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In linguistics (or generally in the linguistic sciences), an oblique case (Lat. casus generalis) is a noun case of analytic languages that is used generally when a noun is the predicate of a sentence or a preposition. An oblique case can appear in any case relationship except the nominative case of a sentence subject or the vocative case of direct address.
Languages with a nominative/oblique case system also contrast with those who have an absolutive/ergative case system. In ergative-absolutive languages, the absolutive case is used for a direct object (the subject will then be in the ergative case); but the absolutive case is also used for the subject of an intransitive verb, where the subject is being passively described, rather than performing an action.
Bulgarian, the only analytic Slavic language, also has an oblique case - or, rather, two of them at pronouns (cf. English "Give me that ball" and "Give that ball to me") and one (syntactically and gramatically speaking) at nouns.
In analytic Indo-European languages, the oblique case is a relic of the original, more complex system of noun cases from the common Proto-Indo-European language. Oblique cases appear in the English pronoun set; these pronouns are often called objective pronouns. Observe how the first person pronoun me serves a variety of grammatical functions:
- as an accusative case for a direct object:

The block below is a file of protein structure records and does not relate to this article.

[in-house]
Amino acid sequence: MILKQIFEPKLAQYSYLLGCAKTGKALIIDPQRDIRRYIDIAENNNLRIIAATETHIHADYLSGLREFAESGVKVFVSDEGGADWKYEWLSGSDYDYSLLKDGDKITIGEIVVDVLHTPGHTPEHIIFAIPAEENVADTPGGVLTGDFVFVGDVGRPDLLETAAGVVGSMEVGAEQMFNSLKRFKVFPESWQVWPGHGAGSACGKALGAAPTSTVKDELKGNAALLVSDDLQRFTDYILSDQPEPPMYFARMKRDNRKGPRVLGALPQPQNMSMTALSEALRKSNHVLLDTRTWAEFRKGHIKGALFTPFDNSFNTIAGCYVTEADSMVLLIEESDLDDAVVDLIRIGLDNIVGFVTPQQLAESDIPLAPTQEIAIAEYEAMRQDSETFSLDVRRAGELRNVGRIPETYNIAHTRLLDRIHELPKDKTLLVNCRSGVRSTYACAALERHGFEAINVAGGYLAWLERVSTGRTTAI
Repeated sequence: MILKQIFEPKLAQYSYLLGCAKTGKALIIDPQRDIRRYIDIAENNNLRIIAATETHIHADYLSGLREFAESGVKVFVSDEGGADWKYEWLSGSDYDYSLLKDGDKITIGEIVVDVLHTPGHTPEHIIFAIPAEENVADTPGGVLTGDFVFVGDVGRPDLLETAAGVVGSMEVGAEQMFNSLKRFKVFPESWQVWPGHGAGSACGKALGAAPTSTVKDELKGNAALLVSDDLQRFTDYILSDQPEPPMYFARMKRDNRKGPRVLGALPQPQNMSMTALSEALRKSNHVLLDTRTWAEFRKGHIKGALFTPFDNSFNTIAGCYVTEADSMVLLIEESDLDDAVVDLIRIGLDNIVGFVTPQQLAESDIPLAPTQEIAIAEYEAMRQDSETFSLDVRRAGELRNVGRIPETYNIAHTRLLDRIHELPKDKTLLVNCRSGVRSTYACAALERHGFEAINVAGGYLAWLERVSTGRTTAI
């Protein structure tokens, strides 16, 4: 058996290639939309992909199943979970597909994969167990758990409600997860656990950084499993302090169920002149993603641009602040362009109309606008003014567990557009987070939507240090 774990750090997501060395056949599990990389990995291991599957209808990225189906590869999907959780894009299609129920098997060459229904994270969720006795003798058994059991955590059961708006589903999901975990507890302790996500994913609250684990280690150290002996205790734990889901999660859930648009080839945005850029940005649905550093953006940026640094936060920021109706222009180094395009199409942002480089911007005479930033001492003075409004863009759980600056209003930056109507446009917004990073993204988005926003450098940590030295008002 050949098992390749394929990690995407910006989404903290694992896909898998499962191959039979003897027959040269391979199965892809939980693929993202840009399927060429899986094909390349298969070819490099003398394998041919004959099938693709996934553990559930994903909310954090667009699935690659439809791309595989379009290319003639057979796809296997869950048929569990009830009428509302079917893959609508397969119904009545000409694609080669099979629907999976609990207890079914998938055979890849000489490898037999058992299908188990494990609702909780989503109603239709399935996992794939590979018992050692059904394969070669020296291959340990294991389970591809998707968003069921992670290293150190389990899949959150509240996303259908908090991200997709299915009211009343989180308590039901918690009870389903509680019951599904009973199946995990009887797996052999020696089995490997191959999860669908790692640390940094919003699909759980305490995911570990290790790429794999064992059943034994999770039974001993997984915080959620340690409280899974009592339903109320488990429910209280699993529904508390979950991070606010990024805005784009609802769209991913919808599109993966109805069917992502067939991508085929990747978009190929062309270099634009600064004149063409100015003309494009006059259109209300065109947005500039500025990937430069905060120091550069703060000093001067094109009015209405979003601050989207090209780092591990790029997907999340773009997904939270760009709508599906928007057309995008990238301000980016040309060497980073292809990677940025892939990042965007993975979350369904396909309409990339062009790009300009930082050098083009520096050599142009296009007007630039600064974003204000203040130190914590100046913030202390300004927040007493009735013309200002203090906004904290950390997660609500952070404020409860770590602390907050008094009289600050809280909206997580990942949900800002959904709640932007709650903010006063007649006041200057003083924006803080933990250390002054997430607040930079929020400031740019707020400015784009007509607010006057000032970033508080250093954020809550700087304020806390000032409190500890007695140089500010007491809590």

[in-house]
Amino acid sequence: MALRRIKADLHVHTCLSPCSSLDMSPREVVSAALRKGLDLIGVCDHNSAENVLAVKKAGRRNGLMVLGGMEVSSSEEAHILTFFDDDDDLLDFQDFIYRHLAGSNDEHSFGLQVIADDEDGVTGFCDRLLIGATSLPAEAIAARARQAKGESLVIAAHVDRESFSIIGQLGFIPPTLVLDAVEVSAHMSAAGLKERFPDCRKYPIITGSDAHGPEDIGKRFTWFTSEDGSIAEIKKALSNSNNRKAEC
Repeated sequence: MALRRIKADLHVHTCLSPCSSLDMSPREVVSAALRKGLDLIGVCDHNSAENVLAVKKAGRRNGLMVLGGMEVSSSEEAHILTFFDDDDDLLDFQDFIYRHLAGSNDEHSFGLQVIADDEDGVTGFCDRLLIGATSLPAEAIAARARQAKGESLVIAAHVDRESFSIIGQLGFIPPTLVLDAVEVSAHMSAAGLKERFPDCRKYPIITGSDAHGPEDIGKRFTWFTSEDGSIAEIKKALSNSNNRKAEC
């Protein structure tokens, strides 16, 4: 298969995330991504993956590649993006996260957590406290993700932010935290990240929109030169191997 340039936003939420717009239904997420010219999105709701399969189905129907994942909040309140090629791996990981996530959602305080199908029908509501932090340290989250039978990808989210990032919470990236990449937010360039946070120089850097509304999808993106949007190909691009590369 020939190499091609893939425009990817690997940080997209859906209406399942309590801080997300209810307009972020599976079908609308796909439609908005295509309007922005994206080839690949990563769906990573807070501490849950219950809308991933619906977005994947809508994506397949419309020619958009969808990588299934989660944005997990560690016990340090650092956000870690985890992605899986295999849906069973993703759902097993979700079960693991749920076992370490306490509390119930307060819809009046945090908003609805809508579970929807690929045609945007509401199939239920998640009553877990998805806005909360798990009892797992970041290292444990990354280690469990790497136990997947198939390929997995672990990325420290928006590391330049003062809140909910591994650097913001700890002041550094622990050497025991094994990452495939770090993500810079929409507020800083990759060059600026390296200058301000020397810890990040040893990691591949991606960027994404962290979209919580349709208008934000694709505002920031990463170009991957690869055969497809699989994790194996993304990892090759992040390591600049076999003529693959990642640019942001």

- She bit me!
- as a dative case for an indirect object:
- Give me the rubber hose!
- That dirt wasn't wiped with me. . .
- and as a disjunctive topic marker:
- Me, I like French. . .
The pronoun me is not inflected differently in any of these uses; it is used for all grammatical relationships except the genitive case of possession and a non-disjunctive nominative case as the subject.
Oblique pronouns tend to become clitics; the English clitic found in Give 'em hell, Harry! is in fact a survival of Middle English hem rather than simply a clipped version of them. The Romance languages tend to have even larger varieties of clitics, as in the Spanish expression dámelo, "give it to me," which has two oblique clitics me and lo or the similar french "Donnez-le-moi" with the same meaning; so do a series of the Slavic languages.
See also objective (grammar)
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